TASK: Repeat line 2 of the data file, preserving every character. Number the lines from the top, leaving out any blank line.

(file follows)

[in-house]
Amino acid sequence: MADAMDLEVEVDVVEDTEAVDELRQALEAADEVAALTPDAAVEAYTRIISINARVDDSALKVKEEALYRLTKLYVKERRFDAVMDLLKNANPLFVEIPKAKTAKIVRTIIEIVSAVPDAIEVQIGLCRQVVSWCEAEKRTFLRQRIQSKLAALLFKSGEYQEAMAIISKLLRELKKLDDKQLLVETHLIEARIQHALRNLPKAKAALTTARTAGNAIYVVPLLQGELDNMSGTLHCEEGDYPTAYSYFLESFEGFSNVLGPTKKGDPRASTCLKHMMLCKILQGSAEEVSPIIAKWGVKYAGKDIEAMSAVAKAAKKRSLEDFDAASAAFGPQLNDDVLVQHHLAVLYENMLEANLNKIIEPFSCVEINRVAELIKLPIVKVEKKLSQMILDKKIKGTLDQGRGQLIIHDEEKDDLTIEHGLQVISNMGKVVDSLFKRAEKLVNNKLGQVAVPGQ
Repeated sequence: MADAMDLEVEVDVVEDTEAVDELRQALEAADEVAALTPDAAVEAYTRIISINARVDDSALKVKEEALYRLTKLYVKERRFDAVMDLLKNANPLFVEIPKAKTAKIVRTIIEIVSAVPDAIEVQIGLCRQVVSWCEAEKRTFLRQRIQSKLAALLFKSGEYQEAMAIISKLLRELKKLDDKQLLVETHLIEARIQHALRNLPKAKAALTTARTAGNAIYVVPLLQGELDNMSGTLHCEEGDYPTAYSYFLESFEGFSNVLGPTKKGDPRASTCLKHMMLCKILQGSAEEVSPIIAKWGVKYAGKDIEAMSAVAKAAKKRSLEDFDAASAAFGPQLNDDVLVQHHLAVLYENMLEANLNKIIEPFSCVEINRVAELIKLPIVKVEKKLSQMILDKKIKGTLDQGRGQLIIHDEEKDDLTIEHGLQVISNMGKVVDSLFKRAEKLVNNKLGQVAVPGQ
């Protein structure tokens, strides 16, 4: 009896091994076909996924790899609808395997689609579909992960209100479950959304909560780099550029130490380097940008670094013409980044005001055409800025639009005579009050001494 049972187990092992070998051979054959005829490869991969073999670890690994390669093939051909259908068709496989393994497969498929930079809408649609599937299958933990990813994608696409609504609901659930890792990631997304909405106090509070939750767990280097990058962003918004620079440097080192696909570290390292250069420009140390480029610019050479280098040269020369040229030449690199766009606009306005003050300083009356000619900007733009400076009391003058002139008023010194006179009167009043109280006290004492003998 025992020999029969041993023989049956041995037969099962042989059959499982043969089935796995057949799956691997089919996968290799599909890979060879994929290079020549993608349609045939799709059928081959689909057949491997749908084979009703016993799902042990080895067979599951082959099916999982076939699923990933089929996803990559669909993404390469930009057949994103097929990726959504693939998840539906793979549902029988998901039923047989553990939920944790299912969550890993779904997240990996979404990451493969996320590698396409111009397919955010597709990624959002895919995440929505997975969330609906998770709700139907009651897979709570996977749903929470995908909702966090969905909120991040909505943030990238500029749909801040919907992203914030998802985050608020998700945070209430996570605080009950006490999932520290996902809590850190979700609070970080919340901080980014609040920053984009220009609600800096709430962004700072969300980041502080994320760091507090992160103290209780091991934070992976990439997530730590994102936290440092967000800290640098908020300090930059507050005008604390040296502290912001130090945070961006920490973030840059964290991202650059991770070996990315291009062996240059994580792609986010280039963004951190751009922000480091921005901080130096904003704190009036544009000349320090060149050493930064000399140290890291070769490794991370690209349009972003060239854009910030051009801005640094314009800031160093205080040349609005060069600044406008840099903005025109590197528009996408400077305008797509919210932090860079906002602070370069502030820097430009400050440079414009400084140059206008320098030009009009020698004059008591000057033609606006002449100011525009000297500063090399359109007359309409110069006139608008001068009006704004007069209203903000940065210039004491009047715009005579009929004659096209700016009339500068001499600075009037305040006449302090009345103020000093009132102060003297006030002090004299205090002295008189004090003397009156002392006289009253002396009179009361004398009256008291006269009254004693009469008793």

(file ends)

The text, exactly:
Amino acid sequence: MADAMDLEVEVDVVEDTEAVDELRQALEAADEVAALTPDAAVEAYTRIISINARVDDSALKVKEEALYRLTKLYVKERRFDAVMDLLKNANPLFVEIPKAKTAKIVRTIIEIVSAVPDAIEVQIGLCRQVVSWCEAEKRTFLRQRIQSKLAALLFKSGEYQEAMAIISKLLRELKKLDDKQLLVETHLIEARIQHALRNLPKAKAALTTARTAGNAIYVVPLLQGELDNMSGTLHCEEGDYPTAYSYFLESFEGFSNVLGPTKKGDPRASTCLKHMMLCKILQGSAEEVSPIIAKWGVKYAGKDIEAMSAVAKAAKKRSLEDFDAASAAFGPQLNDDVLVQHHLAVLYENMLEANLNKIIEPFSCVEINRVAELIKLPIVKVEKKLSQMILDKKIKGTLDQGRGQLIIHDEEKDDLTIEHGLQVISNMGKVVDSLFKRAEKLVNNKLGQVAVPGQ